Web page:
Influence of Aggregate Versus Dispersed Live Tree Retention on an Arboreal Forage LichenEPA Grant Number: U915768
Title: Influence of Aggregate Versus Dispersed Live Tree Retention on an Arboreal Forage Lichen
Investigators: Rambo, Thomas R.
Institution: University of California - Davis
EPA Project Officer: Klieforth, Barbara I
Project Period: September 1, 2000 through September 1, 2003
Project Amount: $80,410
RFA: STAR Graduate Fellowships (2000) RFA Text | Recipients Lists
Research Category: Fellowship - Forestry , Academic Fellowships , Biology/Life Sciences , Ecological Indicators/Assessment/Restoration
The objectives of this research project are to compare growth rates of the arboreal lichen (Bryoria fremontii): (1) between aggregate and dispersed live tree retention silvicultural treatments; (2) within treatments before and after manipulation; (3) between two overstory trees, red fir, and white fir; (4) between riparian and upland trees; and (5) between southwest and northeast aspects within tree crowns.
Transplants of Bryoria have been installed in the canopies of red and white firs (nine each) that have been assigned to either aggregate or dispersed live tree retention patterns from planned silvicultural treatments. Samples will be in place for two growth seasons before treatments and left in place another two growth seasons following treatments. Samples will be retrieved, weighed, and reinstalled annually. Additionally, temperature and humidity dataloggers have been installed in the red fir study trees. Canopy openness will be measured by digital imaging through a fisheye lens before and after treatments. Canopy openness and within-crown humidity will be compared within treatments before and after manipulation, and between aggregate and dispersed live tree retention. Data will be further analyzed to correlate changes in environmental conditions with changes in Bryoria growth rates.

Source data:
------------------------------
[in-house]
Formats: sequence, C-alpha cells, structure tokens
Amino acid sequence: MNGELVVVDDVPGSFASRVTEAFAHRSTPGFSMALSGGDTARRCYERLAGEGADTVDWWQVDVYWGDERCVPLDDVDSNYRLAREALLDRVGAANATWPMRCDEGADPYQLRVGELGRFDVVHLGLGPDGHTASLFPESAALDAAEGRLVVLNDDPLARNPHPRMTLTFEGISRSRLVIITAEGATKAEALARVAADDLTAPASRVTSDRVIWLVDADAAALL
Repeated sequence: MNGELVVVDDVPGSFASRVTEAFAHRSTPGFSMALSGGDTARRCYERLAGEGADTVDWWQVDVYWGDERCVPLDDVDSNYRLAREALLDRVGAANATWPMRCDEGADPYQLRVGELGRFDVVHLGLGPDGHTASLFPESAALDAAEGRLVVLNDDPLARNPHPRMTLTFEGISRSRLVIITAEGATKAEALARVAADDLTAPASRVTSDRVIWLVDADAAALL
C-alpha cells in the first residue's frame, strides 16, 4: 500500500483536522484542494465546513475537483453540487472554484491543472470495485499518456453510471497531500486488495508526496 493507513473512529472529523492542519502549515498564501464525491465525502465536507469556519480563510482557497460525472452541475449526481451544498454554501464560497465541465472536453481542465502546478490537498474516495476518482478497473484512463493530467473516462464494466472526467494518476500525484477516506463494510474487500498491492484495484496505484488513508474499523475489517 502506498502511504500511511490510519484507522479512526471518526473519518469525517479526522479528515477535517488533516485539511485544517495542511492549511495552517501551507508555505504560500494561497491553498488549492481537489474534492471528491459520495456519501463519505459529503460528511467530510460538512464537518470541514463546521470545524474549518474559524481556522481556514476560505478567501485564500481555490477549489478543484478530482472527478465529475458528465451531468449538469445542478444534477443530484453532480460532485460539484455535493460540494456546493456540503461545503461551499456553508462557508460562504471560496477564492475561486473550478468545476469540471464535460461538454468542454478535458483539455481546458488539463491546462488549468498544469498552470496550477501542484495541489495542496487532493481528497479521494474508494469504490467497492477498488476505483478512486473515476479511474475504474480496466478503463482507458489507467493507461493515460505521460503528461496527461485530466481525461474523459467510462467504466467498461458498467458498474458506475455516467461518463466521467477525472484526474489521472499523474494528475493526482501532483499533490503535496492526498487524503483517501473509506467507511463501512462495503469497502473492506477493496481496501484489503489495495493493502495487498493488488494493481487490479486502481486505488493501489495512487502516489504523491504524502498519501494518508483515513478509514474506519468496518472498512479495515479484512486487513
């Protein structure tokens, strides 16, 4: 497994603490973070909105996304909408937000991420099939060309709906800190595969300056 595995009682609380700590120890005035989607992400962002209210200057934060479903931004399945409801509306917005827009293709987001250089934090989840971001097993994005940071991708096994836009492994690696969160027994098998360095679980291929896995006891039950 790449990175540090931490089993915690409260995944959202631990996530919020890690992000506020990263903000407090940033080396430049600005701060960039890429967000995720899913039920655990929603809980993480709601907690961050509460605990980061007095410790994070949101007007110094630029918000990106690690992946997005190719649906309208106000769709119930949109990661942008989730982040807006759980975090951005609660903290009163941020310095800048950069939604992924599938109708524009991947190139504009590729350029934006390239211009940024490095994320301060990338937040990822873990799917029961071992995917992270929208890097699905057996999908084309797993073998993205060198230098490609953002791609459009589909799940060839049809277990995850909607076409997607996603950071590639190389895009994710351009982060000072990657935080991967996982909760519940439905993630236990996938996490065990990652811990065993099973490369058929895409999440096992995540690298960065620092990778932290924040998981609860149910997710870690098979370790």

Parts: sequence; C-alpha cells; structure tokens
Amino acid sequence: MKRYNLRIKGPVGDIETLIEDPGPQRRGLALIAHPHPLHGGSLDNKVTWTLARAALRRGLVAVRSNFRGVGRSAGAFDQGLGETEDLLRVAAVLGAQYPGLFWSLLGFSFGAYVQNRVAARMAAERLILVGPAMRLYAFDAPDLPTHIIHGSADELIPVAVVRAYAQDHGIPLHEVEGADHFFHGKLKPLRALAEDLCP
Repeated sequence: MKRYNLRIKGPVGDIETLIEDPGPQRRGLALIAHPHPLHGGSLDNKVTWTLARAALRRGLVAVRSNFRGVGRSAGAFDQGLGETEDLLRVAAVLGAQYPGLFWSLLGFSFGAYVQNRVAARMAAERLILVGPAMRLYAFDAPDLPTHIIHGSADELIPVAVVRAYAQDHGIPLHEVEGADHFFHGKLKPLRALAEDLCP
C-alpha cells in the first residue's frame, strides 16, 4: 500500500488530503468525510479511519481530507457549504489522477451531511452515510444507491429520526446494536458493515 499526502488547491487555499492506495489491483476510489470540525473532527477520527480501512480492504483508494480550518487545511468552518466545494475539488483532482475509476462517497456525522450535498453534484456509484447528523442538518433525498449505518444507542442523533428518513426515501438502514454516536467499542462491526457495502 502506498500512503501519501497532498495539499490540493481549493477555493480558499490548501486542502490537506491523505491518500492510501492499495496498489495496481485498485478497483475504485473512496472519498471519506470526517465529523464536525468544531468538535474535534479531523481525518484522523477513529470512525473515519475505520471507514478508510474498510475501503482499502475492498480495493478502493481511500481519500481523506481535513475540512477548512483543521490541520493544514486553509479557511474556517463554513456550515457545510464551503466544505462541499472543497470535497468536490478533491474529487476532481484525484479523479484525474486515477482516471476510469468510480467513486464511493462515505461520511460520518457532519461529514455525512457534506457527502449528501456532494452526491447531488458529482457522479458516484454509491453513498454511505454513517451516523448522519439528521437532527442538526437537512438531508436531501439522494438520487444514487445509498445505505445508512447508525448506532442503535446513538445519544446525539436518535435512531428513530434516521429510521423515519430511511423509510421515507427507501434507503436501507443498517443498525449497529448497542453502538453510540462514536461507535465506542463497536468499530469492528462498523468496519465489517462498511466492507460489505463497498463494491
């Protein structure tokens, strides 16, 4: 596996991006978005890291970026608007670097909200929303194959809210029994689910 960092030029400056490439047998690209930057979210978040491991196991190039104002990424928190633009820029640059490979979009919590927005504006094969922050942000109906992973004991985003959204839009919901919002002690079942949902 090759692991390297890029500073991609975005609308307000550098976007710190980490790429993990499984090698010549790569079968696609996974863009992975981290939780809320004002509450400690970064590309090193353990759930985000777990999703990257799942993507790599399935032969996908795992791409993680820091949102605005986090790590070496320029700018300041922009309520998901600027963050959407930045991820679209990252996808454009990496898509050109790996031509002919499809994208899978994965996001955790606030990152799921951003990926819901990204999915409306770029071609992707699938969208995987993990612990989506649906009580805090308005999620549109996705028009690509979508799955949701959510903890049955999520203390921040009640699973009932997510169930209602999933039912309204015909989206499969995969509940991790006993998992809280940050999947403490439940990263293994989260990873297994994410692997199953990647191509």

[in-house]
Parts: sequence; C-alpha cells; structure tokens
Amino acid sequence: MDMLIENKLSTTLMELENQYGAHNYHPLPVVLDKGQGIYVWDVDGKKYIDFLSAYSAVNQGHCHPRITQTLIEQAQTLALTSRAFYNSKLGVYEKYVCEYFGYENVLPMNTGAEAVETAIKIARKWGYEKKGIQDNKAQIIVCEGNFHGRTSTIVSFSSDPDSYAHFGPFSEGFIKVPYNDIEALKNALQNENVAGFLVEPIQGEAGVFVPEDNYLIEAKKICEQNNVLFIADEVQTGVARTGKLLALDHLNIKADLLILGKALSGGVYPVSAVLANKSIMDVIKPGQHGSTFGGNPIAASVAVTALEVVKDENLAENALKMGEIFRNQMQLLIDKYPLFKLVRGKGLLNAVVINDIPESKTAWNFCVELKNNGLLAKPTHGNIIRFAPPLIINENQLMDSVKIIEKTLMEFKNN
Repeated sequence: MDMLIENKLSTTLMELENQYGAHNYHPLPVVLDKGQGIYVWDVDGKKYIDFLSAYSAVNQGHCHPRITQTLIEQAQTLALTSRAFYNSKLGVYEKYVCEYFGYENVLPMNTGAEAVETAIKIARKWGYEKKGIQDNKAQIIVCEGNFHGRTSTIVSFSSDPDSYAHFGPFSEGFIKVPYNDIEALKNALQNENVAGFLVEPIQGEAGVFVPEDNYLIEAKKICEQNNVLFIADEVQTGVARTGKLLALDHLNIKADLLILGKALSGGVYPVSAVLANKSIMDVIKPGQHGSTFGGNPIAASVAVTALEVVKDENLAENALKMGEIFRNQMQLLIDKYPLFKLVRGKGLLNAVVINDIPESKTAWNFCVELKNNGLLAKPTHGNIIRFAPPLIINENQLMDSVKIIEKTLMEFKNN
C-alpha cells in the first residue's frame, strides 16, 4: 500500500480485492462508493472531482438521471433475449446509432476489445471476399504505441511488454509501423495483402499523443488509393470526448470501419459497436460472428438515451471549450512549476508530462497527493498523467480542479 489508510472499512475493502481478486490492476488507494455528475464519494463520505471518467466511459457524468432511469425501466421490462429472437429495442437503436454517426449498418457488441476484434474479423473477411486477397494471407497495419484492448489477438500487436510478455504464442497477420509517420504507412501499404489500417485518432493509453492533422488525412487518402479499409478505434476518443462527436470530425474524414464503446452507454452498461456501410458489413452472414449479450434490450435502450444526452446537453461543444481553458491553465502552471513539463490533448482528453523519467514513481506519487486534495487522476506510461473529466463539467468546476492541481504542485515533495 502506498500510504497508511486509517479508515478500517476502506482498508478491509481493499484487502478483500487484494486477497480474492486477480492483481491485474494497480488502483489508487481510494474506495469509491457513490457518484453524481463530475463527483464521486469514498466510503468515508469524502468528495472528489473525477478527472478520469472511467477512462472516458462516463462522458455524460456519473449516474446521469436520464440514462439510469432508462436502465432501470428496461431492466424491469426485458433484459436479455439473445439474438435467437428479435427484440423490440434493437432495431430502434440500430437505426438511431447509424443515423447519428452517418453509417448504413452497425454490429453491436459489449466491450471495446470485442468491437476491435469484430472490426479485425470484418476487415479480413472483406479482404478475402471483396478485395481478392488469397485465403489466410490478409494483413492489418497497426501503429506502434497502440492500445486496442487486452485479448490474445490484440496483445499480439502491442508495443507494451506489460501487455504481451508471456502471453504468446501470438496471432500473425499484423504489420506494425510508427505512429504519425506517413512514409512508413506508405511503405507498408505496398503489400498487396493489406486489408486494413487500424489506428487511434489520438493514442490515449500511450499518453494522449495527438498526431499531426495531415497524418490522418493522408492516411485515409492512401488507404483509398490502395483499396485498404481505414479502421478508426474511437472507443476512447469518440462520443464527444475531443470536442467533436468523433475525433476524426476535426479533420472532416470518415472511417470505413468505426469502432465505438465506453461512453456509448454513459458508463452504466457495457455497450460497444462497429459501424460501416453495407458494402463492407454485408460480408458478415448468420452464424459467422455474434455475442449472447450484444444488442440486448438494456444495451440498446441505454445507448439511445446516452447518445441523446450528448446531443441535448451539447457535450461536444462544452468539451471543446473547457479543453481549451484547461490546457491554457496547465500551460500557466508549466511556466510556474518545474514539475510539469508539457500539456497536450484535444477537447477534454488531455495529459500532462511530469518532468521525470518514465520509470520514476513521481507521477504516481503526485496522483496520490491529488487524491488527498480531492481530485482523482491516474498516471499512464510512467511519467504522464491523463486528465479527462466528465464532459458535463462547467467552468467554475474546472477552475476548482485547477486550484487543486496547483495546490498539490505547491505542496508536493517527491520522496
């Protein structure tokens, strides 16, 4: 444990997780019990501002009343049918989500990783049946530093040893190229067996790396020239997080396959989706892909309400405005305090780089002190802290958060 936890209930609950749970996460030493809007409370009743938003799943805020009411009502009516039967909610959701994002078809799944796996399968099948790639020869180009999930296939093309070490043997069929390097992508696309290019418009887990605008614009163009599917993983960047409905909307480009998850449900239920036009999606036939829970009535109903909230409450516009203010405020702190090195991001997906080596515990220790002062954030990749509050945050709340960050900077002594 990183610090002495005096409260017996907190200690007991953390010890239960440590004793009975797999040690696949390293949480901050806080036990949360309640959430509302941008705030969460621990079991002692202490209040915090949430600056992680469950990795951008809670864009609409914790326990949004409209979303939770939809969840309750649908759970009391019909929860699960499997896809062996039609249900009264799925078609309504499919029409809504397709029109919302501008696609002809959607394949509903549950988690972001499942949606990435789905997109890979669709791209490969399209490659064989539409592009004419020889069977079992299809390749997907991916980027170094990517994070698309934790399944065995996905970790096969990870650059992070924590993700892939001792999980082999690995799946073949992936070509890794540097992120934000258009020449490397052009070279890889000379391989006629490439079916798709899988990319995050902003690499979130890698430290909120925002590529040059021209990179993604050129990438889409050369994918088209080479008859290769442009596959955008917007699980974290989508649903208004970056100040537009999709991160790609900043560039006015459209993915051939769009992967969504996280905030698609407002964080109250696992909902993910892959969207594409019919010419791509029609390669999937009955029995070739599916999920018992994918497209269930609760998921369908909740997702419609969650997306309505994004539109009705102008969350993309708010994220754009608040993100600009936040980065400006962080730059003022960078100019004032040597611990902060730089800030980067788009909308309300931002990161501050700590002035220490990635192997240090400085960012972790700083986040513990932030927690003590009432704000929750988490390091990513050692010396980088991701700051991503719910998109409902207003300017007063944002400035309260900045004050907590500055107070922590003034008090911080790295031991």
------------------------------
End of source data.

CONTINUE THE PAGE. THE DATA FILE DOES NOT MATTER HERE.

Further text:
Working hypotheses state that there will be no differences in mean Bryoria growth rates within or between treatments, or between red and white firs, or within-crown aspects; but there will be a difference between riparian and upland trees, with greater growth rates in riparian-influenced trees. Results will provide forest managers with information on which silvicultural treatment, overstory species, and habitat conditions are more favorable for fostering Bryoria populations. Conservation of Bryoria, in turn, has broad implications for the conservation of sensitive species and ecosystem biodiversity in Sierra Nevada mixed-conifer forests.